* TSX up 58.21 points, or 0.37 percent, to 15,876.21
* Consumer staples the only declining sector on the index
TORONTO, Oct 20 (Reuters) - Canada's main stock index was broadly higher on Friday, touching its strongest level in nearly eight months, as rail companies, banks and miners led gains.
At 10:38 a.m. ET (1438 GMT), the Toronto Stock Exchange's S&P/TSX composite index rose 58.21 points, or 0.37 percent, to 15,876.21. It reached as high as 15,879.34, the highest level since Feb. 23.
Consumer staples, home to grocers and other food producers, was the only declining group among the index's 10 key sectors, slipping 0.2 percent.
The retreat in consumer staples stocks come as retail sales data for August showed an unexpected fall, led by a 2.5 percent drop at food and beverage stores.
Financial stocks, which make up about a third of the index's weight and can drive direction even when individual stock moves are modest, gained 0.5 percent. Canada's four largest banks were among the top 10 most influential advancing stocks, with most making gains under 0.6 percent.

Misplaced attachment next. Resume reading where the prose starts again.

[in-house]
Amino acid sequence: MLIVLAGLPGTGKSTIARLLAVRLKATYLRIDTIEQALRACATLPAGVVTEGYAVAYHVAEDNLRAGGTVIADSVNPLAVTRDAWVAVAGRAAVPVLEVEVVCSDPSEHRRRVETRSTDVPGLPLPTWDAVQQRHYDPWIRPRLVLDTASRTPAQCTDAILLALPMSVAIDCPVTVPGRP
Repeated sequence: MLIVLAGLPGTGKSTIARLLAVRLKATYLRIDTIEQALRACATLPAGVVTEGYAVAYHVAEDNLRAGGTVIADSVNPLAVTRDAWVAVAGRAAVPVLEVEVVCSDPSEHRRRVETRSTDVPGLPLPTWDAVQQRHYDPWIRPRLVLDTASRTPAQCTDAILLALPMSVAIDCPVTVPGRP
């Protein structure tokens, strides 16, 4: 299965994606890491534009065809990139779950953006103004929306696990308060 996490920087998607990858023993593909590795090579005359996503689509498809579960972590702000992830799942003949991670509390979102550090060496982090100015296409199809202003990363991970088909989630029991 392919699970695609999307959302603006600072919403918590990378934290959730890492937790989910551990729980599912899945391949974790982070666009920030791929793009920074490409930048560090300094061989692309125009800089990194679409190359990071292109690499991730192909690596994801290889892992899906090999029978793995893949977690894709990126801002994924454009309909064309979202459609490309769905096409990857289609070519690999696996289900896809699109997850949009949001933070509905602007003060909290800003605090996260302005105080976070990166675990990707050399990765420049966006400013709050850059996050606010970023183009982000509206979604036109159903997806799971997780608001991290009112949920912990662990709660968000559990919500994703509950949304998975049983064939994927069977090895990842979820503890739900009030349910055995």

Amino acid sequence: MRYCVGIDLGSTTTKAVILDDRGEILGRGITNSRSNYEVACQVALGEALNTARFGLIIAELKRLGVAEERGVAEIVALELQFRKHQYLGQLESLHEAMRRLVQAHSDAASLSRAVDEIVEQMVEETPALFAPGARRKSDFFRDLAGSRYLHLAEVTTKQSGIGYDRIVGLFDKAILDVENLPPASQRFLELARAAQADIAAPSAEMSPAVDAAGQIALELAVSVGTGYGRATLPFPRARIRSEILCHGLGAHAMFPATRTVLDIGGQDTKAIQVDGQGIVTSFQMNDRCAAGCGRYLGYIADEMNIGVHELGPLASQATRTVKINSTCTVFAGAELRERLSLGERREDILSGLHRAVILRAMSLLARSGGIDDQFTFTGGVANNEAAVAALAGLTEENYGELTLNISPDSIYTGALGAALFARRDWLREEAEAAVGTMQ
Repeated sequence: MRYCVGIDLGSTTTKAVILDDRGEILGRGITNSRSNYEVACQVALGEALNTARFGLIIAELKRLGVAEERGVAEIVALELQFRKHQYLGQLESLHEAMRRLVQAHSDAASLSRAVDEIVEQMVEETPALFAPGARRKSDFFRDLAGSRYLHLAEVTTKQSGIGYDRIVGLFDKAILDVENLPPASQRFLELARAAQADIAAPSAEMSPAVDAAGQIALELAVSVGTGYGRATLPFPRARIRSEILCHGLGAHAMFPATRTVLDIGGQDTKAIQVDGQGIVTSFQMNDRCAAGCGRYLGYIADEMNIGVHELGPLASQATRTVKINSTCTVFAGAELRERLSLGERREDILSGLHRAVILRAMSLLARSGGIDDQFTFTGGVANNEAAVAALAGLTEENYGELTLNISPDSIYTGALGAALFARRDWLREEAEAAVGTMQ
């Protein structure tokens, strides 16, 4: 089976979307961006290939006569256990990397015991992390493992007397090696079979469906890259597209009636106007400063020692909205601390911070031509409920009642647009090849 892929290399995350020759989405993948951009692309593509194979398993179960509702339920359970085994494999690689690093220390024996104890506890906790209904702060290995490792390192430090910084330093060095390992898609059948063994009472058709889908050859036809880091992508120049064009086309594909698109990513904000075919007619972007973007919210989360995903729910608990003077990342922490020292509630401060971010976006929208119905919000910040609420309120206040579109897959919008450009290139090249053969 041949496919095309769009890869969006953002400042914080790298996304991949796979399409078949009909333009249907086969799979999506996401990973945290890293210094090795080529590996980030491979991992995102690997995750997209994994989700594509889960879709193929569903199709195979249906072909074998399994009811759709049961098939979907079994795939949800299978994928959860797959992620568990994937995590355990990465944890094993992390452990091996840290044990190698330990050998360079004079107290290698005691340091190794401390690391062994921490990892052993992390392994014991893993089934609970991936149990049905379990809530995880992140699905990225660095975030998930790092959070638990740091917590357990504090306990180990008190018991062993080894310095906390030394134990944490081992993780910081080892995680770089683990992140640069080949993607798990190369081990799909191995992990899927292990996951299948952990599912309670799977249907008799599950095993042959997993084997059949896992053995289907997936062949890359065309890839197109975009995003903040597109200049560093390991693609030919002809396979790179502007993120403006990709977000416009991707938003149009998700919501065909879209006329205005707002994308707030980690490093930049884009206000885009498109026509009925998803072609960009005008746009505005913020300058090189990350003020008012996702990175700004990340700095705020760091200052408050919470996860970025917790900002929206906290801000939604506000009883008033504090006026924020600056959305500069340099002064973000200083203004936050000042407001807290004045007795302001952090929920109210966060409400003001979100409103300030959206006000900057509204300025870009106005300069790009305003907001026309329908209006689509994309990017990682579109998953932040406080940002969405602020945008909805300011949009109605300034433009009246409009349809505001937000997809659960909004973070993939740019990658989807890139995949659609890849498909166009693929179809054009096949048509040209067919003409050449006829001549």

Canadian Pacific Railway extended its gains this week after reporting better than expected third-quarter profit late on Tuesday, and was up another 2.0 percent to C$225.35. Canadian National Railway advanced 0.7 percent to C$103.38. The overall industrials sector rose 0.8 percent.
The materials group, which includes mining and other resource firms, added 0.8 percent as nickel prices hit a six-week high and copper prices remained above $7,000 a tonne.
Teck Resources Ltd rallied 3.5 percent to C$28.76.
New Gold Inc jumped 5 percent to C$4.685 after Canaccord Genuity raised its rating and target price.
On the down side, Klondex Mines Ltd fell 8.9 percent to C$4.01 after the company reported third quarter production results.
DHX Media Ltd plunged 11.3 percent to C$4.
Advancing issues outnumbered declining ones on the TSX by 159 to 83, for a 1.92-to-1 ratio on the upside.
The index was posting 15 new 52-week highs and 5 new lows. (Reporting by Solarina Ho; Editing by Meredith Mazzilli)